4 – Fake Evidence and Lies about Oswald
Such was the clamor to pin the assassination on Oswald that he has been linked with several deeds that he almost certainly did not commit. The murder attempt on General Edwin Walker is attributed to Oswald but only based on testimony given by his wife after the assassination of Kennedy. Marina was held by the FBI and Secret Service for two months after the death of the President. During that time, she made several claims against her husband. Given the fact her marriage with Oswald had fallen apart and that he physically abused her, she had the motive to make up stories placing her dead husband in a poor light.
She said that he left a note in Russian telling her what to do if he was caught trying to kill Walker. The offending note only came to light when Ruth Paine sent her a Russian-language book with the message inside. Not only was the note updated, but it also did not mention anything about Walker or any reason why he would be arrested. Experts believe the note is not authentic and it fit in line with Marina’s unreliable testimony.
Oswald was also accused of killing Patrolman Tippit. According to the Warren Report, Tippit was killed at approximately 1:15-1:16 p.m. on the day of Kennedy’s Assassination. Apparently, the police officer drove up alongside Oswald, presumably because he matched the description of the man seen by Howard Brennan at the Depository. When Tippit exited his car, Oswald allegedly fired four shots and killed the policeman.
However, three witnesses say the shooting occurred several minutes earlier. Although much of Helen Markham’s testimony is unreliable, her account of her daily timetable seems accurate. She was waiting for a bus that had not yet arrived; it was due at 1:12. Domingo Benevides was the second witness, and he saw the gunman walk away from the scene. For the sake of his own safety, he waited a few minutes and then unsuccessfully attempted to use the police car radio.
T.F. Bowley was the third witness. He said he drove up to the scene, noticed the officer’s body and looked at his watch which said 1.10. Rowley tried to help Tippit and took the radio from Benevides. The call was made between 1:15 and 1:16 pm. One version of the Dallas police log recorded two garbled messages from Tippit with the last at 1:08. We can draw the conclusion that Tippit died between 1:08 and 1:10. Since Oswald’s housekeeper saw him at 1:03 pm, there is no way he could have made it to the scene of the crime in time.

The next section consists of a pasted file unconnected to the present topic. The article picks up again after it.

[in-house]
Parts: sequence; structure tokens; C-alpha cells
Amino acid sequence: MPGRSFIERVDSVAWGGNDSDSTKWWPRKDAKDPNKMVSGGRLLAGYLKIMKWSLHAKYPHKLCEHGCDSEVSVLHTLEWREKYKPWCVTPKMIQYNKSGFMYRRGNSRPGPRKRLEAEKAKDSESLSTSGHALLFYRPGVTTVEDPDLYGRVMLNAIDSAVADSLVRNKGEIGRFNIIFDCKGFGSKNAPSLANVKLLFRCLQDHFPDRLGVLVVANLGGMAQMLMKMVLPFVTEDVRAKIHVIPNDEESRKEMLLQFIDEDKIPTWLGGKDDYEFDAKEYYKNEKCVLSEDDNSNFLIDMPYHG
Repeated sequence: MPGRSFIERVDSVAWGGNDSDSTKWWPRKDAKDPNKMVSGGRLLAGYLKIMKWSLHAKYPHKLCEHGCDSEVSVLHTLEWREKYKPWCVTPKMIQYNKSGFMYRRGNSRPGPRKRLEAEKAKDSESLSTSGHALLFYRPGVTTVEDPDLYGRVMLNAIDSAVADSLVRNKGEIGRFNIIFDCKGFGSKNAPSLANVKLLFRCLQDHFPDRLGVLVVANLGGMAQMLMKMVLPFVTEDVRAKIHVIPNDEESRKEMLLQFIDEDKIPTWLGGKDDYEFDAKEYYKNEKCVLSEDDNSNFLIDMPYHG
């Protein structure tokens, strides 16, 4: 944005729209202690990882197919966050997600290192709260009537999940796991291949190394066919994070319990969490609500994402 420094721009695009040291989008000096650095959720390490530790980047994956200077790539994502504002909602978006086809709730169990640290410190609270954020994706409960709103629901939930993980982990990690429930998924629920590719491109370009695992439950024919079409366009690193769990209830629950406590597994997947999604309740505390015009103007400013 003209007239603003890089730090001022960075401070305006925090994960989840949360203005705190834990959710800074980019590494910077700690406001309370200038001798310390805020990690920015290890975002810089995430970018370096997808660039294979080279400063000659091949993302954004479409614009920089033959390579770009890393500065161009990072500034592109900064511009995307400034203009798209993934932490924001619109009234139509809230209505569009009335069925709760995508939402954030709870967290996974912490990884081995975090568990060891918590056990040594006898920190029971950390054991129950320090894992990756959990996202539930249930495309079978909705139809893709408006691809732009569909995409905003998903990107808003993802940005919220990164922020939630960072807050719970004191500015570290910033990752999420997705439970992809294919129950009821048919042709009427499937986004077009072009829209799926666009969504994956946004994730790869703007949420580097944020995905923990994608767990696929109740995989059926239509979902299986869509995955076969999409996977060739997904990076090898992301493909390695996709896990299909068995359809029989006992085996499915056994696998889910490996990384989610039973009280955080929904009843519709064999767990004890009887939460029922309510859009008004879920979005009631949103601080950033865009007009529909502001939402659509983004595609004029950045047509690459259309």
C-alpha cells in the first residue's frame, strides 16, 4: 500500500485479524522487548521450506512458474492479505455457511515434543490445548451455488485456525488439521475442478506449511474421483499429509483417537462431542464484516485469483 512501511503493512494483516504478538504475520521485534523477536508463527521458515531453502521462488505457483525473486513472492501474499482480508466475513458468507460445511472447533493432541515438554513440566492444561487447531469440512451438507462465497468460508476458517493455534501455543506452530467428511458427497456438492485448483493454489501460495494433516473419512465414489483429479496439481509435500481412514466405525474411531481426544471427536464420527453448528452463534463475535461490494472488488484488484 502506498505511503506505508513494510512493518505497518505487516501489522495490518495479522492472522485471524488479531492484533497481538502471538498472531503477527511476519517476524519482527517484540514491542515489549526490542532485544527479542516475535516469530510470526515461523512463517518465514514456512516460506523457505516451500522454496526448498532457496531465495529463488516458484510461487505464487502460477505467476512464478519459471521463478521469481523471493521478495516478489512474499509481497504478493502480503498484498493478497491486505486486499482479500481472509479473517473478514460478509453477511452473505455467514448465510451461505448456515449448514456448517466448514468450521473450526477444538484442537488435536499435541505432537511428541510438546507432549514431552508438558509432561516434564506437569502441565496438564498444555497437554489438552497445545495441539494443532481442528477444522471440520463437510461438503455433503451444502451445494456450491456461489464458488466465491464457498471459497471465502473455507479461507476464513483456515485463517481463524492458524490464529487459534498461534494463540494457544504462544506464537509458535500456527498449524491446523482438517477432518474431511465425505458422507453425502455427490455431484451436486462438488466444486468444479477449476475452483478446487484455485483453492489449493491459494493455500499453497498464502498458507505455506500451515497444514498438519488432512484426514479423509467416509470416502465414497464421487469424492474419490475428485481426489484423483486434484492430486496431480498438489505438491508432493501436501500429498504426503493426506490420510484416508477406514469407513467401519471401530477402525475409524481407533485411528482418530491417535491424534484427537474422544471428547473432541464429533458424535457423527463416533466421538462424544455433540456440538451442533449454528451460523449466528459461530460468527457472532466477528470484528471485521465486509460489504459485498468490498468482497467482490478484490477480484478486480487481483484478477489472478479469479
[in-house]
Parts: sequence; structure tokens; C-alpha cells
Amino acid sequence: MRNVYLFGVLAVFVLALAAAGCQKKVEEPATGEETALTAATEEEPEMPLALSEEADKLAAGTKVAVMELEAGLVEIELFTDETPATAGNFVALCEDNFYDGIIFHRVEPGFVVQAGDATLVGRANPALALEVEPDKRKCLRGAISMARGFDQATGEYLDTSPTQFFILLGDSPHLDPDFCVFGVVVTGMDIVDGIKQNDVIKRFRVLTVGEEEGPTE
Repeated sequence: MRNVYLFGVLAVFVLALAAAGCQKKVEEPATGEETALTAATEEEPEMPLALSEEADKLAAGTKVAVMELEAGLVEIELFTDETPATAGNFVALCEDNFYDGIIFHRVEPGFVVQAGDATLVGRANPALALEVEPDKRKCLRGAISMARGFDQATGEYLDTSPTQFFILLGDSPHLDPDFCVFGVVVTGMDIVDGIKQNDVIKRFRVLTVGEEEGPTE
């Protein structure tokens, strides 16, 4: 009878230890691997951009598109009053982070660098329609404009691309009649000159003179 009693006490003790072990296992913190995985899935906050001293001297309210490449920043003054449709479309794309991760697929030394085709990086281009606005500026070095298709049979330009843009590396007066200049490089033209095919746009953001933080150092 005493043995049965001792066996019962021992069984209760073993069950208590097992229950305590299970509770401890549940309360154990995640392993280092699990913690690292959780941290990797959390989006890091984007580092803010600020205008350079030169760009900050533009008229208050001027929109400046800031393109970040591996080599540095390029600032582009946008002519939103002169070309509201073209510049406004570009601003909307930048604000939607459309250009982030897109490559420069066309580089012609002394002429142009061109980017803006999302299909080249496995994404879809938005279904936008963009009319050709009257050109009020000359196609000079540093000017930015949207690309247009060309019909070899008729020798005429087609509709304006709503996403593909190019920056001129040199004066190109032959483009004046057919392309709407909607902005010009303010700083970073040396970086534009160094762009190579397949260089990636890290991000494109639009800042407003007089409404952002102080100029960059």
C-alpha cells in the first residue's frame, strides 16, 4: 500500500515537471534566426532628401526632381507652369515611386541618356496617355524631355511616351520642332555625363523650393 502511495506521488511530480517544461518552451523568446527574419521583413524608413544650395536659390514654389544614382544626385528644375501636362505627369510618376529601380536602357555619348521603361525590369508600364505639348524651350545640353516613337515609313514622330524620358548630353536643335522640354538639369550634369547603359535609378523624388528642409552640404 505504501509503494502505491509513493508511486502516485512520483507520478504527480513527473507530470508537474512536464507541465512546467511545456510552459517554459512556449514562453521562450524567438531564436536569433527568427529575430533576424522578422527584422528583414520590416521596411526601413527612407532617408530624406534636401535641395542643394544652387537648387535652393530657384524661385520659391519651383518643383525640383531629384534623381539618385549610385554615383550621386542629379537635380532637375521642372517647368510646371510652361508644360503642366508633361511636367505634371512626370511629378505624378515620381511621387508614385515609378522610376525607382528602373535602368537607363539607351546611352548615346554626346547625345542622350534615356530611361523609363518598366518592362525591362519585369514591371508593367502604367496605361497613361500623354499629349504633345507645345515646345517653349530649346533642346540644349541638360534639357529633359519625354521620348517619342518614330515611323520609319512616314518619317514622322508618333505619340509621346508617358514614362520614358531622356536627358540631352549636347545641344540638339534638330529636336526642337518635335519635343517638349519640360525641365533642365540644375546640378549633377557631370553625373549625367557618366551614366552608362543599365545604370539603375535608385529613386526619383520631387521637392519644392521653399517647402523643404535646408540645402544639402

The brown paper bag that was found on the sixth floor of the Depository did not belong to Oswald. It was almost certainly created by the police and planted at the scene after the event. Three witnesses say that Oswald either had no bag or a much smaller brown paper bag. The rifle and paraffin tests undertaken by the alleged shooter showed no evidence that Oswald had fired a rifle that day.
The rifle and bullet shells found on the sixth floor seemed to suggest that Oswald was the killer. Perhaps the biggest indication of fake evidence is the Magic Bullet which was the Warren Commission’s Exhibit 399. It was apparently found on a stretcher outside the Parkland Hospital operating theater. The bullet was apparently of the same type as those found on the sixth floor of the Depository. It was supposedly fired from the rifle found at the scene. A hospital attendant insisted that the bullet was found on a stretcher unrelated to the shooting and the bullet produced in evidence wasn’t even the same as the one from the stretcher.
Finally, we must look at probable impersonations of Oswald in Mexico and Dallas. In the summer of 1963, Oswald lived in New Orleans and was trying to visit Mexico City to get a visa to visit Cuba. On September 25/26, 1963 a Leon Oswald visited Silvia Odio in New Orleans along with two other men. Odio later stated that the American man she met was Oswald after seeing him on television. However, he was also in Mexico City at the same time.
While Oswald did go to Mexico City a couple of days later and met with the Soviet Embassy and Cuban Consulate at least once each, it is probable that an imposter made several more visits to both. In two phone calls to the Soviets, a man claiming to be Oswald spoke terrible Russian; Oswald spoke the language reasonably well. The implication? It was easy to frame Oswald if you could paint him as an anti-American traitor with ties to the Soviet Union and Russia.